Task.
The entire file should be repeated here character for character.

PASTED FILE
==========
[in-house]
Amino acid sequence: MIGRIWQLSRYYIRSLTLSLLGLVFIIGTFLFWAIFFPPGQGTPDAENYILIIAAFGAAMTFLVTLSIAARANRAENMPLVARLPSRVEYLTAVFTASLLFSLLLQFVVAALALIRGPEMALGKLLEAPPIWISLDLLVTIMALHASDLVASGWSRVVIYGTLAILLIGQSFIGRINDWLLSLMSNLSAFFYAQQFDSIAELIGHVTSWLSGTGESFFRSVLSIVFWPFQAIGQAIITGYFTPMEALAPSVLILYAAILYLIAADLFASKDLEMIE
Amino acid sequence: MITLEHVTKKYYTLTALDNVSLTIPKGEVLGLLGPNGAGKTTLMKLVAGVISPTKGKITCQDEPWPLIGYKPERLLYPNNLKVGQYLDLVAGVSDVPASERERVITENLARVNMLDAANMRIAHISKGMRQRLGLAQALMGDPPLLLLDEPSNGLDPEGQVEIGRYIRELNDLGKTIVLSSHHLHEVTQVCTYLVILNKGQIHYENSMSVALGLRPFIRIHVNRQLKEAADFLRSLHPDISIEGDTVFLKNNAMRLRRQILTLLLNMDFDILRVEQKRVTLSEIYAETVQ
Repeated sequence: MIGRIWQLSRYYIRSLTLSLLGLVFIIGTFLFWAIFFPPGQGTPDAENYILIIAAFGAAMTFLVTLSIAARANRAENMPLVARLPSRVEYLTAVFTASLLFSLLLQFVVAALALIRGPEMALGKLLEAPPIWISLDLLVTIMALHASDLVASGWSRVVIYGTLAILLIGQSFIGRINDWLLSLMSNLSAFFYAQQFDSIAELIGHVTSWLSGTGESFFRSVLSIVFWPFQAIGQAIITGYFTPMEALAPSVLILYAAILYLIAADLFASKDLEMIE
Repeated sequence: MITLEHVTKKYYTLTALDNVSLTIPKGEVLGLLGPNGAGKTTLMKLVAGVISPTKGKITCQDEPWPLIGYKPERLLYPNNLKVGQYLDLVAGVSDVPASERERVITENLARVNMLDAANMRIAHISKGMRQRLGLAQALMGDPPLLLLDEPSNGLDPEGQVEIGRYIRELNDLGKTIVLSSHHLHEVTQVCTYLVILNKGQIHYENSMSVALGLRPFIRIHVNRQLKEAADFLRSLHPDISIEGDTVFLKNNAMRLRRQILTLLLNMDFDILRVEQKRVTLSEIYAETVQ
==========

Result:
[in-house]
Amino acid sequence: MIGRIWQLSRYYIRSLTLSLLGLVFIIGTFLFWAIFFPPGQGTPDAENYILIIAAFGAAMTFLVTLSIAARANRAENMPLVARLPSRVEYLTAVFTASLLFSLLLQFVVAALALIRGPEMALGKLLEAPPIWISLDLLVTIMALHASDLVASGWSRVVIYGTLAILLIGQSFIGRINDWLLSLMSNLSAFFYAQQFDSIAELIGHVTSWLSGTGESFFRSVLSIVFWPFQAIGQAIITGYFTPMEALAPSVLILYAAILYLIAADLFASKDLEMIE
Amino acid sequence: MITLEHVTKKYYTLTALDNVSLTIPKGEVLGLLGPNGAGKTTLMKLVAGVISPTKGKITCQDEPWPLIGYKPERLLYPNNLKVGQYLDLVAGVSDVPASERERVITENLARVNMLDAANMRIAHISKGMRQRLGLAQALMGDPPLLLLDEPSNGLDPEGQVEIGRYIRELNDLGKTIVLSSHHLHEVTQVCTYLVILNKGQIHYENSMSVALGLRPFIRIHVNRQLKEAADFLRSLHPDISIEGDTVFLKNNAMRLRRQILTLLLNMDFDILRVEQKRVTLSEIYAETVQ
Repeated sequence: MIGRIWQLSRYYIRSLTLSLLGLVFIIGTFLFWAIFFPPGQGTPDAENYILIIAAFGAAMTFLVTLSIAARANRAENMPLVARLPSRVEYLTAVFTASLLFSLLLQFVVAALALIRGPEMALGKLLEAPPIWISLDLLVTIMALHASDLVASGWSRVVIYGTLAILLIGQSFIGRINDWLLSLMSNLSAFFYAQQFDSIAELIGHVTSWLSGTGESFFRSVLSIVFWPFQAIGQAIITGYFTPMEALAPSVLILYAAILYLIAADLFASKDLEMIE
Repeated sequence: MITLEHVTKKYYTLTALDNVSLTIPKGEVLGLLGPNGAGKTTLMKLVAGVISPTKGKITCQDEPWPLIGYKPERLLYPNNLKVGQYLDLVAGVSDVPASERERVITENLARVNMLDAANMRIAHISKGMRQRLGLAQALMGDPPLLLLDEPSNGLDPEGQVEIGRYIRELNDLGKTIVLSSHHLHEVTQVCTYLVILNKGQIHYENSMSVALGLRPFIRIHVNRQLKEAADFLRSLHPDISIEGDTVFLKNNAMRLRRQILTLLLNMDFDILRVEQKRVTLSEIYAETVQ